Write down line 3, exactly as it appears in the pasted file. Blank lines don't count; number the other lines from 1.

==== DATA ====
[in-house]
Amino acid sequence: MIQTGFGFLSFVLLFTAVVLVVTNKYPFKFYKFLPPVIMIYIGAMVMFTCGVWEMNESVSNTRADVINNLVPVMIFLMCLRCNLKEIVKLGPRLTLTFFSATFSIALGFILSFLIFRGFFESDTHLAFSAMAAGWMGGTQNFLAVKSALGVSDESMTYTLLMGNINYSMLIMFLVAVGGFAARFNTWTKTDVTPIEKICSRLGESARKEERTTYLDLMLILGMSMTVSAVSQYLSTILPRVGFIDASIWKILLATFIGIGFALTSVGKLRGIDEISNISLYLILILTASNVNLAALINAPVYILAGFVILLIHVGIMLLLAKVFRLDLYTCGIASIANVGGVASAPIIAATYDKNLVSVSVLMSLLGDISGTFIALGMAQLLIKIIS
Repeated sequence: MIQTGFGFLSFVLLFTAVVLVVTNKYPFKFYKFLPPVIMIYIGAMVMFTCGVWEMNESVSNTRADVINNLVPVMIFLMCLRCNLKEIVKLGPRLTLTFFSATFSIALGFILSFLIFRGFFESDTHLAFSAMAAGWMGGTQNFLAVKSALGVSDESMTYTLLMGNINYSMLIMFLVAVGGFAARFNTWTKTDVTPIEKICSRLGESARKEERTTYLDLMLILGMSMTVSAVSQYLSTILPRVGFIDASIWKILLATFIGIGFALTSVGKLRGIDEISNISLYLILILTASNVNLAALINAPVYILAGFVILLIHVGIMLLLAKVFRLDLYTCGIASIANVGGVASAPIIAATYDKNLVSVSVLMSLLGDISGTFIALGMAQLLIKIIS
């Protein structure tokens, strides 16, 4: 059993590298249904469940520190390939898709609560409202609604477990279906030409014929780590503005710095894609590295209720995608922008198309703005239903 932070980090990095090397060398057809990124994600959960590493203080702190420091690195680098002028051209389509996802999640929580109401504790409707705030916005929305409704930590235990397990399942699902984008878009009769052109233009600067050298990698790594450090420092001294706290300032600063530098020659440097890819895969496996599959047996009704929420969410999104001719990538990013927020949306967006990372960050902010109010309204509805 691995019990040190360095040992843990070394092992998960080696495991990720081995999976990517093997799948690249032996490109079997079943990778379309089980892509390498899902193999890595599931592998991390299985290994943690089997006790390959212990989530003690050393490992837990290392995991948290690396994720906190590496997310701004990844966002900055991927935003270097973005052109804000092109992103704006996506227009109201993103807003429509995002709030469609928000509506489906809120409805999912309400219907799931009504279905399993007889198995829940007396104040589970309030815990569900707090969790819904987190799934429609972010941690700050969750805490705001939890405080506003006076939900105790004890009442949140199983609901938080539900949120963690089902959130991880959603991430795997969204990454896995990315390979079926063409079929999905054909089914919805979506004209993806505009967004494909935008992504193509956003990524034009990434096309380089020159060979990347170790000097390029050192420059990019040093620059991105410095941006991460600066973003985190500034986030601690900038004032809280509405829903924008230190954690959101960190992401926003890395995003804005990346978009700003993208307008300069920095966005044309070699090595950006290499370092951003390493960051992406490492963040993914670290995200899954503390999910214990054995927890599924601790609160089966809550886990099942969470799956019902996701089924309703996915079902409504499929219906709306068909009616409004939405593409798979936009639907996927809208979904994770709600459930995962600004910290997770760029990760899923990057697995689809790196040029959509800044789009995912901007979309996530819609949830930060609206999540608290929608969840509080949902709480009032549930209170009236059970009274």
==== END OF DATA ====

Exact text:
Repeated sequence: MIQTGFGFLSFVLLFTAVVLVVTNKYPFKFYKFLPPVIMIYIGAMVMFTCGVWEMNESVSNTRADVINNLVPVMIFLMCLRCNLKEIVKLGPRLTLTFFSATFSIALGFILSFLIFRGFFESDTHLAFSAMAAGWMGGTQNFLAVKSALGVSDESMTYTLLMGNINYSMLIMFLVAVGGFAARFNTWTKTDVTPIEKICSRLGESARKEERTTYLDLMLILGMSMTVSAVSQYLSTILPRVGFIDASIWKILLATFIGIGFALTSVGKLRGIDEISNISLYLILILTASNVNLAALINAPVYILAGFVILLIHVGIMLLLAKVFRLDLYTCGIASIANVGGVASAPIIAATYDKNLVSVSVLMSLLGDISGTFIALGMAQLLIKIIS